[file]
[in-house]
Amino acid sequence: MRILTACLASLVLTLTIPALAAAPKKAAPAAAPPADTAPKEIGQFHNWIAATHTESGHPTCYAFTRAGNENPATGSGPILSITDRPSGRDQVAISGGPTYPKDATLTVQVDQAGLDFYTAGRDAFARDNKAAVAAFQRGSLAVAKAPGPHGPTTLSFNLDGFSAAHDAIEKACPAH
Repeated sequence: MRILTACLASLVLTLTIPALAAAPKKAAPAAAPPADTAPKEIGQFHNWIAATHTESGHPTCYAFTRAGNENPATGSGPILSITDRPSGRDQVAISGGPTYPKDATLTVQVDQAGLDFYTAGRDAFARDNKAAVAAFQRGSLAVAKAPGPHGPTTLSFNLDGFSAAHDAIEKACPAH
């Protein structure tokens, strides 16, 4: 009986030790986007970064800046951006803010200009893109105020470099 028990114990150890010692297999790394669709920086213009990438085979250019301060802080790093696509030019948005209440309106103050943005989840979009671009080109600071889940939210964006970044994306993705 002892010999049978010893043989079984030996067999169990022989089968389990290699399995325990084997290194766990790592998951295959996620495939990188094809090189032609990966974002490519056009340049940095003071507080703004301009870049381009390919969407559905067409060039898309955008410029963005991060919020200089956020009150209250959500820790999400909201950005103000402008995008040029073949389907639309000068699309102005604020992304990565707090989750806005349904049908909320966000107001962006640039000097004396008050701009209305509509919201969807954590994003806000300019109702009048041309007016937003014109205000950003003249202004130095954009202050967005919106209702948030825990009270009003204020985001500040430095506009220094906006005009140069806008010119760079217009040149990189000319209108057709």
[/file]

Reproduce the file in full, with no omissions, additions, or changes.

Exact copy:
[in-house]
Amino acid sequence: MRILTACLASLVLTLTIPALAAAPKKAAPAAAPPADTAPKEIGQFHNWIAATHTESGHPTCYAFTRAGNENPATGSGPILSITDRPSGRDQVAISGGPTYPKDATLTVQVDQAGLDFYTAGRDAFARDNKAAVAAFQRGSLAVAKAPGPHGPTTLSFNLDGFSAAHDAIEKACPAH
Repeated sequence: MRILTACLASLVLTLTIPALAAAPKKAAPAAAPPADTAPKEIGQFHNWIAATHTESGHPTCYAFTRAGNENPATGSGPILSITDRPSGRDQVAISGGPTYPKDATLTVQVDQAGLDFYTAGRDAFARDNKAAVAAFQRGSLAVAKAPGPHGPTTLSFNLDGFSAAHDAIEKACPAH
């Protein structure tokens, strides 16, 4: 009986030790986007970064800046951006803010200009893109105020470099 028990114990150890010692297999790394669709920086213009990438085979250019301060802080790093696509030019948005209440309106103050943005989840979009671009080109600071889940939210964006970044994306993705 002892010999049978010893043989079984030996067999169990022989089968389990290699399995325990084997290194766990790592998951295959996620495939990188094809090189032609990966974002490519056009340049940095003071507080703004301009870049381009390919969407559905067409060039898309955008410029963005991060919020200089956020009150209250959500820790999400909201950005103000402008995008040029073949389907639309000068699309102005604020992304990565707090989750806005349904049908909320966000107001962006640039000097004396008050701009209305509509919201969807954590994003806000300019109702009048041309007016937003014109205000950003003249202004130095954009202050967005919106209702948030825990009270009003204020985001500040430095506009220094906006005009140069806008010119760079217009040149990189000319209108057709």